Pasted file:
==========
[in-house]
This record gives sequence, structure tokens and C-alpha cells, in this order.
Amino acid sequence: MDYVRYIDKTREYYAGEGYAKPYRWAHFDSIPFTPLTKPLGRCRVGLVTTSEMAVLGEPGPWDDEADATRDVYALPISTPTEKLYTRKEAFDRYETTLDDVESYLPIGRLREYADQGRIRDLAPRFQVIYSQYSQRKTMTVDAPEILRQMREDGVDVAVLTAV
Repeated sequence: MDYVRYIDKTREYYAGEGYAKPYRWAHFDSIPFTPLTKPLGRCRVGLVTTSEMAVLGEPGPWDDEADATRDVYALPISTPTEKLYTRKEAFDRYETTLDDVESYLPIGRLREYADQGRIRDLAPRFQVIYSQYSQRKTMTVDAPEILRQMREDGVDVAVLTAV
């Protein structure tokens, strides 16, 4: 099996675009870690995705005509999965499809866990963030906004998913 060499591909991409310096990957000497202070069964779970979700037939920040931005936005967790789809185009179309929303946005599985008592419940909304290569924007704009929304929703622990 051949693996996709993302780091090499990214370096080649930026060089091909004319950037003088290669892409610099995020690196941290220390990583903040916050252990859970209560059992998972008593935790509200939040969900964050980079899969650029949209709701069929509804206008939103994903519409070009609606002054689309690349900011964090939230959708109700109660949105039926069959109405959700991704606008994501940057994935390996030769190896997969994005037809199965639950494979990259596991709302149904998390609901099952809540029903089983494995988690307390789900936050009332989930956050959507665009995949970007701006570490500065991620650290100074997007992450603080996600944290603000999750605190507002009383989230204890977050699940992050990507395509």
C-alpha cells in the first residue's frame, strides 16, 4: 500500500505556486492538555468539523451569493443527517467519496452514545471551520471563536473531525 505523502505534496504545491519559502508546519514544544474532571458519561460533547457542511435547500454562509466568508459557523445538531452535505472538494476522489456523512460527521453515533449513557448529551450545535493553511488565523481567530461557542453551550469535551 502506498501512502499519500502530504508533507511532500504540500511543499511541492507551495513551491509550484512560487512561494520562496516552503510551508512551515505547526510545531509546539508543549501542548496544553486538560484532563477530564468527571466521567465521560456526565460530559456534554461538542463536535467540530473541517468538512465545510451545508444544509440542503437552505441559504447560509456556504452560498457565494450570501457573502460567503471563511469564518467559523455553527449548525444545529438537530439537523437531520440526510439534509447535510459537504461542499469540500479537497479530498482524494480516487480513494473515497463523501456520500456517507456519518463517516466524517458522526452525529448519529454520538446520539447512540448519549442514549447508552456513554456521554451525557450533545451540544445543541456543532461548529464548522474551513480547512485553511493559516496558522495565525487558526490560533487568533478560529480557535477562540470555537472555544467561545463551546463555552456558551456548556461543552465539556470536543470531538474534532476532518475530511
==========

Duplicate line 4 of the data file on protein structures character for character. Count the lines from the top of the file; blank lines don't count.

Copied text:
Repeated sequence: MDYVRYIDKTREYYAGEGYAKPYRWAHFDSIPFTPLTKPLGRCRVGLVTTSEMAVLGEPGPWDDEADATRDVYALPISTPTEKLYTRKEAFDRYETTLDDVESYLPIGRLREYADQGRIRDLAPRFQVIYSQYSQRKTMTVDAPEILRQMREDGVDVAVLTAV